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California Could Expand Parental Leave

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Sacramento, CA: California is looking to expand parental leave laws to require smaller businesses to provide parental leave to employees. If approved, the law would require employers with 20 to 49 employees to provide parental leave to employees. Current law only requires companies with 50 or more employees to provide parental leave.

The proposed Senate Bill—S.B. 63—was introduced to the California legislature on December 22, 2016 by Senator Hannah-Beth Jackson. It is similar to a bill that Governor Jerry Brown vetoed in September 2016, but Senator Jackson has said she will continue to push for it. When Brown vetoed Senate Bill 654, he cited concerns about the impact of the bill on small businesses.

Under S.B. 63, mothers and fathers would be given 12 weeks of unpaid job-protected leave to bond with their babies during the first year of the child's birth, adoption or foster placement. The vetoed bill had only offered six weeks of such leave. This leave would be available to employees of companies with 20 or more workers within a 75-mile radius of the worksite.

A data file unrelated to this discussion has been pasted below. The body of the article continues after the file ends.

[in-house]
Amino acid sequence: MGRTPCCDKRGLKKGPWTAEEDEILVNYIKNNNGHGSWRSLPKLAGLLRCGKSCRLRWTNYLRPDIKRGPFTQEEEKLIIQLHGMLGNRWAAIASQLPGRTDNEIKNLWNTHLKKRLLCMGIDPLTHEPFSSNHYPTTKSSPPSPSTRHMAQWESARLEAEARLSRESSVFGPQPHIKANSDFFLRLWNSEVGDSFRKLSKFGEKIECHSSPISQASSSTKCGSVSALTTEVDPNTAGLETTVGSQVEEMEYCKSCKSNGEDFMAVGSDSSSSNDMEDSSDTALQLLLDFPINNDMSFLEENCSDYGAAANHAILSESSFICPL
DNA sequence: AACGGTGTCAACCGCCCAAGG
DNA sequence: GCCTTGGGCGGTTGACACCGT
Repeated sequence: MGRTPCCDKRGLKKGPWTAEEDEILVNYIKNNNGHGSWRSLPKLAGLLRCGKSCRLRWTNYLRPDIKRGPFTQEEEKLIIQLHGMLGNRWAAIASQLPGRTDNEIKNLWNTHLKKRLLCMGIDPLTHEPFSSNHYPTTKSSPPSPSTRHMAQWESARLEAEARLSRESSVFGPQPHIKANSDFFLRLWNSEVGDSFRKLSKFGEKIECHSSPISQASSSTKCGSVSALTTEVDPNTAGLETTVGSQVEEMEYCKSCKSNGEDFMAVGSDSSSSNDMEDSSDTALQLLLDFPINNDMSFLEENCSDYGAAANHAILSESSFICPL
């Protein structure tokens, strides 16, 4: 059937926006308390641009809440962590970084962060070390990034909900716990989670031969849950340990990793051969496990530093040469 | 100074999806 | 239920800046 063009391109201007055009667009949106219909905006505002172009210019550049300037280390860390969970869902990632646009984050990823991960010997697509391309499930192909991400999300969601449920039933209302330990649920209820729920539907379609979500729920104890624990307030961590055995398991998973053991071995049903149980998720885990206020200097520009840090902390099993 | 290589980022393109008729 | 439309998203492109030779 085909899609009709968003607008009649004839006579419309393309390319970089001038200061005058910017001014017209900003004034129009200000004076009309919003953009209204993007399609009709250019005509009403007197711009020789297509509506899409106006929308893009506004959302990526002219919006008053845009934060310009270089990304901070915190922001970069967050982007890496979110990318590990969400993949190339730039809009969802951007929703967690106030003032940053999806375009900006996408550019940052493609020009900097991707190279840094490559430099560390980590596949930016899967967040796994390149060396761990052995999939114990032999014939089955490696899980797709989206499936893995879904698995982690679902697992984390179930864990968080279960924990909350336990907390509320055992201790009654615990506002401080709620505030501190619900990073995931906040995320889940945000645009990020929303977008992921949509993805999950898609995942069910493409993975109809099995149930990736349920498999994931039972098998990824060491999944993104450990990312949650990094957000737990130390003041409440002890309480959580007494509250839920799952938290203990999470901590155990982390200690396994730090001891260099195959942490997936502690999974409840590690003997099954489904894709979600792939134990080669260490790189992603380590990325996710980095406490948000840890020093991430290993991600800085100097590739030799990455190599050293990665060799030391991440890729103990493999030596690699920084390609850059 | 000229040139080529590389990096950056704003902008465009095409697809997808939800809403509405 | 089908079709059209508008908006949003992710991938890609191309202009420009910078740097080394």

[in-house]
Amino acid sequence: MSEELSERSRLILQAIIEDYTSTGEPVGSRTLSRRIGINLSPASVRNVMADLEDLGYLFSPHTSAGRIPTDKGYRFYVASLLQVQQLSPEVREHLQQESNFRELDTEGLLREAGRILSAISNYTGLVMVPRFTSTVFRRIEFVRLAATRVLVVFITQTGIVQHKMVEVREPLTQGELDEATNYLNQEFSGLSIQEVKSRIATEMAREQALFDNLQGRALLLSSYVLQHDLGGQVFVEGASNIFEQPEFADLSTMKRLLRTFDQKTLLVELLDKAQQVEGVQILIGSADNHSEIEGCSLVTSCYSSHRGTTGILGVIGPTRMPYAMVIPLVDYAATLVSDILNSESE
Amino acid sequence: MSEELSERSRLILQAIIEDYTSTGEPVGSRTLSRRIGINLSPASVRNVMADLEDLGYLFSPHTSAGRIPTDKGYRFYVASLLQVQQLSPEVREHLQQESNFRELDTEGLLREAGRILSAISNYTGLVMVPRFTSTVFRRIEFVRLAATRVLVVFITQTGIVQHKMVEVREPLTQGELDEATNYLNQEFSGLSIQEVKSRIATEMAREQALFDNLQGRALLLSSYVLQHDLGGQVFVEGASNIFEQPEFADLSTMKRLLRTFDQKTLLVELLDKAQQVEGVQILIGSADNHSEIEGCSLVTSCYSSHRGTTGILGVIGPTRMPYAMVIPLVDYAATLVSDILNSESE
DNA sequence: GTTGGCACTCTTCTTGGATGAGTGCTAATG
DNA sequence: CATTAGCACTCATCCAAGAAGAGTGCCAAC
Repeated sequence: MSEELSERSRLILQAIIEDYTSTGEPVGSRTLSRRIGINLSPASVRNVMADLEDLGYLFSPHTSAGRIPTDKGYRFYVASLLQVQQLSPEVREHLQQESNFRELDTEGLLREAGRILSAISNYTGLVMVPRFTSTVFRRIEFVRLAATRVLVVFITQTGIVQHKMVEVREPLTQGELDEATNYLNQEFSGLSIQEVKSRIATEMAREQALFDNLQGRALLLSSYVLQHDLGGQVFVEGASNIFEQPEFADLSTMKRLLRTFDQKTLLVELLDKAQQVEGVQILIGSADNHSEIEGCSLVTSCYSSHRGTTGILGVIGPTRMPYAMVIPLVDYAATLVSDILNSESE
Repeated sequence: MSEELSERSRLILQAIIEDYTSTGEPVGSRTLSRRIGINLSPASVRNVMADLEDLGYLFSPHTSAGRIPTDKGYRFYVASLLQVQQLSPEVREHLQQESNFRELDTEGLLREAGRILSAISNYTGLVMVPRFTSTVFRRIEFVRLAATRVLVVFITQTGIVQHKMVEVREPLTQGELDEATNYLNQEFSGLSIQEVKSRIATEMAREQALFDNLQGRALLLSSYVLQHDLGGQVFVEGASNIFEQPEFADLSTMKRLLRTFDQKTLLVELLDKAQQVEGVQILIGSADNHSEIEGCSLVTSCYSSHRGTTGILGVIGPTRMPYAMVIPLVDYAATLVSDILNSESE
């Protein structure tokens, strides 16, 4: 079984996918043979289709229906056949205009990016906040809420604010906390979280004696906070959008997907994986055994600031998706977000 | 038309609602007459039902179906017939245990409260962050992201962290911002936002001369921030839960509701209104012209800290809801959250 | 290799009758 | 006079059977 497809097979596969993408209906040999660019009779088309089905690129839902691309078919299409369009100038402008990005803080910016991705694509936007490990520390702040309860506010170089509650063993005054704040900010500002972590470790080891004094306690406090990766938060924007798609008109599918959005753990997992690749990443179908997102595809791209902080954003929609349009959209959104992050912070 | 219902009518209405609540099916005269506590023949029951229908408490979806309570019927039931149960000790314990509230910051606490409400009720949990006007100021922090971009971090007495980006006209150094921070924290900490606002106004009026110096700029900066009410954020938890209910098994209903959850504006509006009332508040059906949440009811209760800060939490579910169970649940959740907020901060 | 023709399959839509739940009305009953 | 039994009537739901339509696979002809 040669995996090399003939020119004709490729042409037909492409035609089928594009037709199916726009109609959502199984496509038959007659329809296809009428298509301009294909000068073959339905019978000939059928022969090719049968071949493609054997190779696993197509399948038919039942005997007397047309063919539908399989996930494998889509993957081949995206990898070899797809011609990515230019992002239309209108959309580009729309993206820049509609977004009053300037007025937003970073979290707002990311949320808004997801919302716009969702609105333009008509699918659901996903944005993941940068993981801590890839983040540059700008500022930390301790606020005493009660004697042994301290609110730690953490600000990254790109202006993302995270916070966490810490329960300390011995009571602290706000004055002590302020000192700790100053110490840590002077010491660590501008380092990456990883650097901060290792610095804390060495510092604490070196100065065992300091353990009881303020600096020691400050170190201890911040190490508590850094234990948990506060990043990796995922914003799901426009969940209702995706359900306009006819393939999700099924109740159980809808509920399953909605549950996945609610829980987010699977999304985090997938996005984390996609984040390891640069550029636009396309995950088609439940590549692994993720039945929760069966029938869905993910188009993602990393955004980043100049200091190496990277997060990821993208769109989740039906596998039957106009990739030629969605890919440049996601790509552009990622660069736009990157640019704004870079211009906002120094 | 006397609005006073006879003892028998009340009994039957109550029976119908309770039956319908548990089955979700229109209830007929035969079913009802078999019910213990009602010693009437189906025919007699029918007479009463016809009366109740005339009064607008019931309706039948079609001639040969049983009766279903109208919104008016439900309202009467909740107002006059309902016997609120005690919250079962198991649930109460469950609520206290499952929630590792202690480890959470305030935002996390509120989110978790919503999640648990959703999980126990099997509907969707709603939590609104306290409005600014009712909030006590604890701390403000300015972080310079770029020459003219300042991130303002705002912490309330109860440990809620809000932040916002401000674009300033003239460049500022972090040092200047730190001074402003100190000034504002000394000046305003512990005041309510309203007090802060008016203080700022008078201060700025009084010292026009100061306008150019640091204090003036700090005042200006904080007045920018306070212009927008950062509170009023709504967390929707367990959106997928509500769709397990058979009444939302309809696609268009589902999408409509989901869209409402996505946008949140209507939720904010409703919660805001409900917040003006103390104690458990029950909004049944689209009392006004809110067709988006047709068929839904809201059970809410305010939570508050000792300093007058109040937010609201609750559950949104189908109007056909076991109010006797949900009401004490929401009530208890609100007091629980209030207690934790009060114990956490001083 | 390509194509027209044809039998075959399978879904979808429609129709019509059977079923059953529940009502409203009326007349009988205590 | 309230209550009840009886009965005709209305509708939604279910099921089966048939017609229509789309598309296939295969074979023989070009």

"Any new parent knows that the birth of a new baby comes with a host of changes and challenges," Jackson said. "But losing a job should never be among those challenges."

Jackson also introduced Senate Bill 62, which would expand the included family members employees could take leave to care for to include grandparents and grandchildren, siblings, parents-in-law, or adult children.

"Too many hardworking Californians cannot take time off from work in times of need—whether to care for a new child or a seriously ill family member—without risking their jobs," said Julia Parish, a sponsor of the bills. "Senator Jackson's bills ensure that California leads the way for working families so that they can keep their jobs during these critical times."

In a news release announcing the proposed bills, Senator Jackson's office noted that 37 percent of California employees who knew about California's Paid Family Leave Benefits and needed that leave did not apply because they feared they would face consequences at work for doing so.

Under the Family and Medical Leave Act, employees who are covered by the Act can take their protected leave without fear of retaliation from their employer. In cases where employers fire protected employees or give them other negative consequences for taking their leave, employees can file a lawsuit against the employer.

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